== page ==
It will be one heck of a year filled with tons of writing, tons of reading, academics, and as much fun as I can squeeze in! Thank you to all of you who have continued with me on this journey, despite the fact that this blog has changed its focus so many times. I appreciate each and every one of you so much!

“Writing and reading decrease our sense of isolation. They deepen and widen and expand our sense of life: they feed the soul. When writers make us shake our heads with the exactness of their prose and their truths, and even make us laugh about ourselves or life, our buoyancy is restored. We are given a shot at dancing with, or at least clapping along with, the absurdity of life, instead of being squashed by it over and over again. It’s like singing on a boat during a terrible storm at sea. You can’t stop the raging storm, but singing can change the hearts and spirits of the people who are together on that ship.” – from Bird by Bird: Some Instructions on Writing and Life by Anne Lamott

Dedicated to my three favorite fellow bloggers.

25 Dec

After yesterday’s post on all that has happened over the past year regarding beginning my memoir and dealing with the emotional side of digging up all the memories from my past, I know that I have the support from my fellow bloggers to thank. Though I do want each and every one of you to realize how much I appreciate all the support you have given me since I entered the world of WordPress in November of 2011, there are three specific people I’d like to thank.

  1. Arianna of Arianna’s Random Thoughts: Arianna’s blog consists of posts she shares to empower people and help them be the best they can be. In the beginning, I received huge doses of inspiration from her posts, but it wasn’t until I truly started getting to know Arianna herself that I began to truly learn from her. I think the most wonderful thing about the friendship we have formed through blogging is how we have ended up helping each other. Since the very beginning of my blog, Arianna has been a huge supporter of my decision to share my story, and there have been many nights spent talking over Facebook chat about life, the difficulties we face, and what it means to overcome it all. Though Arianna has told me I have helped her to become more vulnerable in her writing, she has helped me in the same way. It means so much to know there is someone who not only supports and reads my writing, but someone who is willing to sit up with me at night (though she lives on the other side of the country) just because I may be having a bad night or may need someone to bounce writing ideas off of. So thank you, Arianna, for being no one but yourself and for helping me find the strength I have had all along. Your friendship means so much to me.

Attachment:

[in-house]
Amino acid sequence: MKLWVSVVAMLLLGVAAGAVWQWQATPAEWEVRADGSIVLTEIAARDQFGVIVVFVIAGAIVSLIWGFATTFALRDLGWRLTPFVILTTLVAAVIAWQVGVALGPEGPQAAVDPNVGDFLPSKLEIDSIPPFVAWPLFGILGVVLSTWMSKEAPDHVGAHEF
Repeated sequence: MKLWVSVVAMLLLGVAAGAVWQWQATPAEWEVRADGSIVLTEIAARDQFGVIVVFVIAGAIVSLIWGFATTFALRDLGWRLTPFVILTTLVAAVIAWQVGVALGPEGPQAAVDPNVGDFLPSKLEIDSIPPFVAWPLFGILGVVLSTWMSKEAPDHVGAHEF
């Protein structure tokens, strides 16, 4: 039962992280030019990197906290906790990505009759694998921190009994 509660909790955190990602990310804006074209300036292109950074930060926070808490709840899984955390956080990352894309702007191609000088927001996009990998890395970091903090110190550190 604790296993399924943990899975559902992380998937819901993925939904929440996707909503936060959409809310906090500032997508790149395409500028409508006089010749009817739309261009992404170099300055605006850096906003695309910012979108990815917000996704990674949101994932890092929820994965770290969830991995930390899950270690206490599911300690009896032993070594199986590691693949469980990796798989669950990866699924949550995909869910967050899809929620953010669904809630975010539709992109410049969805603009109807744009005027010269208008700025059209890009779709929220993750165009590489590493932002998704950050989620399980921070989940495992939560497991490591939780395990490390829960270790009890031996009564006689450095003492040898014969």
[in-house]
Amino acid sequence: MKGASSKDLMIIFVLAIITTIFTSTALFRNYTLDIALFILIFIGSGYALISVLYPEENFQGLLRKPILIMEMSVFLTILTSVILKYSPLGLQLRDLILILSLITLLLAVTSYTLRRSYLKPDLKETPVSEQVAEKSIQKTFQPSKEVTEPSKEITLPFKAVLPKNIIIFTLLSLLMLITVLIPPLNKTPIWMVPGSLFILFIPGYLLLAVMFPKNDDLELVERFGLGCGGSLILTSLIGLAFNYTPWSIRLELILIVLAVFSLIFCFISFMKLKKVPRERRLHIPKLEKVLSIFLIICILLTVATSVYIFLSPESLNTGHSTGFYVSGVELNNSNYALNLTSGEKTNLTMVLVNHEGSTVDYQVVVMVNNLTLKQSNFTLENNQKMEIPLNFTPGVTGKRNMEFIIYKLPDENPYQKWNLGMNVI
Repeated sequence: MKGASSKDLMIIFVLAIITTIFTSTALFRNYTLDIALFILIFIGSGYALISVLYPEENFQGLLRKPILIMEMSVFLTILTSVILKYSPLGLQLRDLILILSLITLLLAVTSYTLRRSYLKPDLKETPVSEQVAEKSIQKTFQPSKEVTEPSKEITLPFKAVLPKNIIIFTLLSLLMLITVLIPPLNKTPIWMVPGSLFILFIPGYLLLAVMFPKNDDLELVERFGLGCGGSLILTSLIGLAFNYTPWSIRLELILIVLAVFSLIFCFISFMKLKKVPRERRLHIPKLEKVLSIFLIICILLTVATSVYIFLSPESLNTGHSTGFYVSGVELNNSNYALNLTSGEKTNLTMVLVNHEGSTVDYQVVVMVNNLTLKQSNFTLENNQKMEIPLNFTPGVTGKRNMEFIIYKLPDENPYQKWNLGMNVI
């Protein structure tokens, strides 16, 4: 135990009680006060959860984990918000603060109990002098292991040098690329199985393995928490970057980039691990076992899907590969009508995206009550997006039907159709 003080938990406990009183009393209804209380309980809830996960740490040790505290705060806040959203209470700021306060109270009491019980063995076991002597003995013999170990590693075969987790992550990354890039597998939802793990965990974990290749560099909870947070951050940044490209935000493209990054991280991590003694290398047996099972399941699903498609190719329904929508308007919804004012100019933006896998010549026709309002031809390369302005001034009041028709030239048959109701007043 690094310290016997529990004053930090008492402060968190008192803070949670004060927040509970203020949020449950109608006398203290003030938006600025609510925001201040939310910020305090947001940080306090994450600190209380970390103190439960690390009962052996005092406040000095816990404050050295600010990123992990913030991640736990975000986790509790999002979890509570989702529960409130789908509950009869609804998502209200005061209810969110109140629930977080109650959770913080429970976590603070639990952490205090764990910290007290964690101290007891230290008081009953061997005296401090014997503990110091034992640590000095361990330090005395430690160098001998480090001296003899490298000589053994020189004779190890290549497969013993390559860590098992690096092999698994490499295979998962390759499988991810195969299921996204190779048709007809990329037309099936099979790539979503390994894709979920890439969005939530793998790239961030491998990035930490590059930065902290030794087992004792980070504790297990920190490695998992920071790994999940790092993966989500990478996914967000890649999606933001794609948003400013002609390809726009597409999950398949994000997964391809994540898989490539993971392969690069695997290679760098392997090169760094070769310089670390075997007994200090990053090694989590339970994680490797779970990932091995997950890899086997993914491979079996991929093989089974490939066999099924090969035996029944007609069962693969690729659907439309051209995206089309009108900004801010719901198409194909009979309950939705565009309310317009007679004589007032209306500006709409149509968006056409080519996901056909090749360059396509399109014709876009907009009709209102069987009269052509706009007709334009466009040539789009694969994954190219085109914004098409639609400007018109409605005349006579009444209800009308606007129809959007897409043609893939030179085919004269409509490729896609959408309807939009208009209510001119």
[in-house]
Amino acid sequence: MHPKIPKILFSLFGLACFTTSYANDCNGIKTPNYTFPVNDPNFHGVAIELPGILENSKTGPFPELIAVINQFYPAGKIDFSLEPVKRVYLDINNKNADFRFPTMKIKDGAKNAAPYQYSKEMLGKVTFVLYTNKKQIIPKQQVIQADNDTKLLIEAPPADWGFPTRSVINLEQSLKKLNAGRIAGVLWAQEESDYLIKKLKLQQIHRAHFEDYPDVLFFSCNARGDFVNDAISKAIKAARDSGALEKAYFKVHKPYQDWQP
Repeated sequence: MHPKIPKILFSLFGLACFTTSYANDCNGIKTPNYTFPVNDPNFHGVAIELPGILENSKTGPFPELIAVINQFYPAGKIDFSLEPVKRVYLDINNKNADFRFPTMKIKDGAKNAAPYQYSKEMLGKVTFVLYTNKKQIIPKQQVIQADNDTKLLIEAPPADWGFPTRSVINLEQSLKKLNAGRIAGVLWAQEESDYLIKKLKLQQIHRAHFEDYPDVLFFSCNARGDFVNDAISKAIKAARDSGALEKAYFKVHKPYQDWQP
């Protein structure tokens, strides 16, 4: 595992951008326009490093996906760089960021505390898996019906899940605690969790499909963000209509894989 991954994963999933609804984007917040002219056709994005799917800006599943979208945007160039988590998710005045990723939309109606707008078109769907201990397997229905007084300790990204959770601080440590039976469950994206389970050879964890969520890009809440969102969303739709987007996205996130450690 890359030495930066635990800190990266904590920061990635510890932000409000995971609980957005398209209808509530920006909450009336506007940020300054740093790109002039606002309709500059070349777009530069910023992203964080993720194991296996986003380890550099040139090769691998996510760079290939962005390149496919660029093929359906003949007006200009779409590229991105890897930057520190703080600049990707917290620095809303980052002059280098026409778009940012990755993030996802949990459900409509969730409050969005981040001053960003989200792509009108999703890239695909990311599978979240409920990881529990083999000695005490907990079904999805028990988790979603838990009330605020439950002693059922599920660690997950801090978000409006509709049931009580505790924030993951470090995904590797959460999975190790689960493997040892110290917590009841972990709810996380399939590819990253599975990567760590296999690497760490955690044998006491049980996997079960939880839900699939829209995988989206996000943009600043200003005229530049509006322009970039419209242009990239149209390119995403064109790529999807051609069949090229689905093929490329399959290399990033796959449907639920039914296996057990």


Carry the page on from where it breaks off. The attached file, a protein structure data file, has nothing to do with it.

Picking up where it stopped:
2. Cassie of Books & Bowel Movements: Cassie’s blog is centered around a topic we both love more than life itself: books. When I first came across Cassie’s blog, I’m pretty sure I laughed for a solid minute and a half as I stared at the title of her blog (Books & Bowel Movements). Now, though sometimes I still giggle when I come across the title of her blog, it’s become normal. Though it still is funny, it’s also just….Cassie. I have loved having the opportunity to connect with Cassie. Often times, I feel like her love of books and my love of books holds a similar weight, and it’s so much fun to come across people who love the concept of reading, books, bookstores, words…and everything bookish…as much as I do. In Cassie’s most recent post, in which she discussed the amazing feat of reading 120 books this year, this is how she describes readers (and this is yet another reason why I love Cassie. Her way with words is truly amazing): “Like oak trees that carry equators of history in one chopped stump, we carry words.  We are the people that will carry history all the way to our grave stones.  When we’re asked by grand children, small children, dwarves in the woods, about our world we’ll be able to tell them with eloquence and grace whether we start with “Once Upon a Time” or “It was a dark and stormy night.”  We carry the voices of generations in our wombs and for longer than nine months, for life times.  We’re women made of hair, water, and syllables.  They kink in our hair, leave freckles on our cheeks, sunburns, hang nails, wrinkles at the bed of our palms.  We’re not made of water, fire, earth, or wind, but stories, paragraphs, sentences, ink.  The next time you wonder why you picked up that book instead of turned on that television, remember the gift that you’re bearing because not a lot of people are given this gift.  We’re the minor few.” Cassie, your words are completely and totally beautiful, and they never cease to amaze me. I truly can’t wait for our book reading party in the future! Thank you for the amazing friendship you have given me. I truly appreciate your support and friendship more than you know.